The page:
• Seek to learn continuously, even if only for 5 minutes/day
  • Set small goals for your day and go after them
  • Move your body because it will irrigate your brain and help you think better
  • Face your fears - they show you the places you need to explore in your life
  • Don’t be afraid to make mistakes. It’s the only way you’ll achieve great things
  • Establish objectives and priorities for your life
  • Listen twice as much as you talk
  • Listen not only with your ears, but your entire body, heart and soul
  • Avoid complaining and take responsibility for your life
  • Embrace silence and spend time alone
  • Improve your family, social, and work relationships
  • Remember that concerns don’t solve problems
  • Accept and forgive the past, it will not change
  • Be present with whatever you’re doing
  • Spend time in nature
  • Get enough sleep
  • Keep a gratitude journal
  • Give of yourself to others
  • Be true to your personal values
  • Smile and laugh whenever you can
  • At night, before closing your eyes, think of at least one thing that made you happy during the day

From this shopping list, choose the activities that make the most sense for you and dedicate yourself to practicing them on a regular basis. Remember, there are no secrets; consistency is the key to getting positive results.

Have a great day!!

Monday, April 25, 2011

An Attitude of Gratitude

The theme this week is detoxing the mind. Whether you realize it or not, this practice is equally as important as cleansing the body for several reasons:

  • Our thoughts are things that create our realities. Positive thoughts bring better things into our lives and negative vibrations attract more negativity;
  • There is a strong association between our thoughts and our physical health through the Mind/Body Connection;
  • Our mental state directly impacts our relationships with others;
  • The state of our thoughts influences how we feel about ourselves

Whenever I find myself becoming stressed, overwhelmed, or unhappy over a situation in my life, I turn to my gratitude list. By writing down the things in my life that I am grateful for, my thoughts naturally expand on what is good which displaces my negative mood. This is something that has become a habit for me over the last couple of years and is something that inspired me to start my blog Gratitude Rising.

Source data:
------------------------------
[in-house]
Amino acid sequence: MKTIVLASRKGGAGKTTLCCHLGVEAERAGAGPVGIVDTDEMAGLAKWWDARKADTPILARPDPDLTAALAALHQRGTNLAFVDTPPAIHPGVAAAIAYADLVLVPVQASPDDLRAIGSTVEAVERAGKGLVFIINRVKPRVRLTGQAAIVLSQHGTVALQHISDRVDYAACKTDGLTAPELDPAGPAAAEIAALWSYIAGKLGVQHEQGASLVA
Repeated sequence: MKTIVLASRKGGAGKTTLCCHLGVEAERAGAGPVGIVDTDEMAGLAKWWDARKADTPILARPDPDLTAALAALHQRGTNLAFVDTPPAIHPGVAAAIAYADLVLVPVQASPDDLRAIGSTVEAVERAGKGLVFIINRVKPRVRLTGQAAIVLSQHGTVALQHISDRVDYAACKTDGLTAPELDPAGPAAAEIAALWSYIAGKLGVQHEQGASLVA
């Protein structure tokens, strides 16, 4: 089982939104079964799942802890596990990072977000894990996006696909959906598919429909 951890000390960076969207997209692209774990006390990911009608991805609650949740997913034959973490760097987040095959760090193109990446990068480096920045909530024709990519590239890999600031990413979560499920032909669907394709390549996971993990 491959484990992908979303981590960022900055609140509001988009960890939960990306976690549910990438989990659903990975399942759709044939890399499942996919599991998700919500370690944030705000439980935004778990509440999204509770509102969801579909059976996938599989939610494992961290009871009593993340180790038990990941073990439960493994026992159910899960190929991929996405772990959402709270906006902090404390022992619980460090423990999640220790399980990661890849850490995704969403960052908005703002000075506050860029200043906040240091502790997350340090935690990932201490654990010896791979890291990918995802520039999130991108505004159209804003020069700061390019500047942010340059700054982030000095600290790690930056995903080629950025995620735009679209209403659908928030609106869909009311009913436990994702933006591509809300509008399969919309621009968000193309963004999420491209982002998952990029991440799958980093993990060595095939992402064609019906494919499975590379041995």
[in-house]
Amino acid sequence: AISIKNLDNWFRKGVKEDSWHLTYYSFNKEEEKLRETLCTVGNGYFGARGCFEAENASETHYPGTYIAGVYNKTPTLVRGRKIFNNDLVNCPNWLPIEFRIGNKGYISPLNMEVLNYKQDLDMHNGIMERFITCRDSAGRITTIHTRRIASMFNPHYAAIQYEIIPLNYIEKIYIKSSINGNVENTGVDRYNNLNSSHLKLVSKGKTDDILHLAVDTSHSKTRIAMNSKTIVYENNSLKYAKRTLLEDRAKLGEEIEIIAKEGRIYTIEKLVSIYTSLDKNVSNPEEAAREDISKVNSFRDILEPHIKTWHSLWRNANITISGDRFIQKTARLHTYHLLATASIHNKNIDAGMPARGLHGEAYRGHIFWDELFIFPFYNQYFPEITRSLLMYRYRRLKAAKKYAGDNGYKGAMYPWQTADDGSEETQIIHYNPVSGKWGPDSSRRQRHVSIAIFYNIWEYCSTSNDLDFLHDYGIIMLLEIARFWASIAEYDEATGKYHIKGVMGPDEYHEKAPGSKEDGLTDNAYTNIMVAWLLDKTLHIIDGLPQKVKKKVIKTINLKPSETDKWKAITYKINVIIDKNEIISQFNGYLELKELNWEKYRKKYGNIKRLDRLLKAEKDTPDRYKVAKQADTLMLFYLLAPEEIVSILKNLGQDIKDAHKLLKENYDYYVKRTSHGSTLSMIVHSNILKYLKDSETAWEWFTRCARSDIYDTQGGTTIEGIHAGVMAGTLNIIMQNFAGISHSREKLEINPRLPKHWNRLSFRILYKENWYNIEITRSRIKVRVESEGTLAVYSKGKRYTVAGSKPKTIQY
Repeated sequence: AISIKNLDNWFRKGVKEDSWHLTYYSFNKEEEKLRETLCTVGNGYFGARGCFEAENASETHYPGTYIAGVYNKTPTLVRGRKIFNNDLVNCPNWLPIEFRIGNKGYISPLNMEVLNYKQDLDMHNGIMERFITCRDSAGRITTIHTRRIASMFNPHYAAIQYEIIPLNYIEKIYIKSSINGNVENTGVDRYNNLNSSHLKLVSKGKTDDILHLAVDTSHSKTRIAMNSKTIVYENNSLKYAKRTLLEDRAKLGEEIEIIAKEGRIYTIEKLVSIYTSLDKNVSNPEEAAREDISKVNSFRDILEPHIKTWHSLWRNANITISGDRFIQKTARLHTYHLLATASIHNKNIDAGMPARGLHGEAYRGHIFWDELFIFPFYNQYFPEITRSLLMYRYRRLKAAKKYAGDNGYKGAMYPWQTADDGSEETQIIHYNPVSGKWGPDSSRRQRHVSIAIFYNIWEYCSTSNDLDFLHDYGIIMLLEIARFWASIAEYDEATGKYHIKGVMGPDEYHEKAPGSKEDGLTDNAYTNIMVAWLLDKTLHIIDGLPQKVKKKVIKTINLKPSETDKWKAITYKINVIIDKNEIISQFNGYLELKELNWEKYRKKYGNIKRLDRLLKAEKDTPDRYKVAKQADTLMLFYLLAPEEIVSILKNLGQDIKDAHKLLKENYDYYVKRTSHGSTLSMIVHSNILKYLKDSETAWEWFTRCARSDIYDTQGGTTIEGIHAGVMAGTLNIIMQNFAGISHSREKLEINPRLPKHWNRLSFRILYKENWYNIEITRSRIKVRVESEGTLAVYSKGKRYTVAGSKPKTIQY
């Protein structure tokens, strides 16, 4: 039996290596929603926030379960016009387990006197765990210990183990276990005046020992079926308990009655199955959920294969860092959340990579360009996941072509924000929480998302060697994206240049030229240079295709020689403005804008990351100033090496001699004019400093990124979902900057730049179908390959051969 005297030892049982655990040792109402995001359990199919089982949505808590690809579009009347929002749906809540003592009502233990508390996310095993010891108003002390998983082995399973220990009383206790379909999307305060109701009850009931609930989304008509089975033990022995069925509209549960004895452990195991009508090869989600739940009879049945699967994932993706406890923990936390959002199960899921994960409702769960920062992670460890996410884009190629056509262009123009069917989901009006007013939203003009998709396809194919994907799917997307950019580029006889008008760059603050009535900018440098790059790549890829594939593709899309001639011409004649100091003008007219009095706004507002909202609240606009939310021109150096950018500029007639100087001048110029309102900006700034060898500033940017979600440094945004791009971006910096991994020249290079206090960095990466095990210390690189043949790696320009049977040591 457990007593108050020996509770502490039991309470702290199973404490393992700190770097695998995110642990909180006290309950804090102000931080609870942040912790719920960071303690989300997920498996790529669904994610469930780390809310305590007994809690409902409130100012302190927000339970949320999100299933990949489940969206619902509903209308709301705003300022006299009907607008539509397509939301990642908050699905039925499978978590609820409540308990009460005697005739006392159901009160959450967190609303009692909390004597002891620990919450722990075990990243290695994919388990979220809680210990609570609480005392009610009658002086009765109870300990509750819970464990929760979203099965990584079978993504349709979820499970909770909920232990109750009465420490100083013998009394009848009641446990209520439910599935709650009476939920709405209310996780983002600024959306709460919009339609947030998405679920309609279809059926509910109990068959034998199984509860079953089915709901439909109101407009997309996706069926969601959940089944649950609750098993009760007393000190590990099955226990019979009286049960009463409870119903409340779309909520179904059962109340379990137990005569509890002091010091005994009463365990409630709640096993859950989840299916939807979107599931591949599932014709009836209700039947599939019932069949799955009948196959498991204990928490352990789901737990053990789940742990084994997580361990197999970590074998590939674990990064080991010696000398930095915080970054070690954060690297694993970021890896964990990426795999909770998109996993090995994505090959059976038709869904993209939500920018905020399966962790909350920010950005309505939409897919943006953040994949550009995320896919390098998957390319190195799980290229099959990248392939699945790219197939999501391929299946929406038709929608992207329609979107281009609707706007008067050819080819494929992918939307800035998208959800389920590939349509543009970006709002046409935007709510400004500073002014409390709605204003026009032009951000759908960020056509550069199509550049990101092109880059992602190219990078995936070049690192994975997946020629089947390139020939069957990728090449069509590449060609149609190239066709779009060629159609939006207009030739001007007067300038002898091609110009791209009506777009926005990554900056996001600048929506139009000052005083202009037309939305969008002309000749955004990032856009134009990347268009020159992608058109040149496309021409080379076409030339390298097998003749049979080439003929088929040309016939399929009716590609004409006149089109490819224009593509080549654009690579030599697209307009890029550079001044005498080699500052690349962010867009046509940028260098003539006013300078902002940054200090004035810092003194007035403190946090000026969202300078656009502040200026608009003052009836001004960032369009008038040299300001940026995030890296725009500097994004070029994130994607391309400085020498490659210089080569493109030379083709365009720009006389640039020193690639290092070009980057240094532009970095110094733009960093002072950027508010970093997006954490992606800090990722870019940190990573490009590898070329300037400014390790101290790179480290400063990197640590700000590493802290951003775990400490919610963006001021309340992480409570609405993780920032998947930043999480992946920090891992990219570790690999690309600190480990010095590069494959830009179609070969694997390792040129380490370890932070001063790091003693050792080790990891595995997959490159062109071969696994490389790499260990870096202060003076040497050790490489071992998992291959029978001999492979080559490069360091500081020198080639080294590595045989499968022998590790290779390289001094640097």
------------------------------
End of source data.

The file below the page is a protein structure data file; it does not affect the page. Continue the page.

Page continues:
Before getting out of bed in the morning or before going to bed at night, think of at least 5 things that you are grateful for or that went well during the day. Keep a gratitude log or a journal and record them. This will put you into a higher vibrational state, which is where you want and need to be for positive things to come into your life. It actually has the power to squash your negative emotions.

According to Esther and Jerry Hicks, “Because the vibration of appreciation is the most powerful connection between the physical you and the Non-physical You, this process will also put you in a position to receive even clearer guidance from your Inner Being.”

Clearer guidance from ourselves. Meaning that we can more easily find exactly what we need within ourselves, which is exactly where all of our true resources reside.

So what will you include in your Gratitude List??

Sunday, April 24, 2011

Spring Cleaning our Minds by Getting Organized

Just as a build-up of toxins in the body can lead to reduced energy and vitality, illness, and disease, a toxic mind can produce similar effects. “How can this be?” you might ask. Well, thoughts are things that have energy. They produce momentum and action (or lack thereof) and therefore create our realities.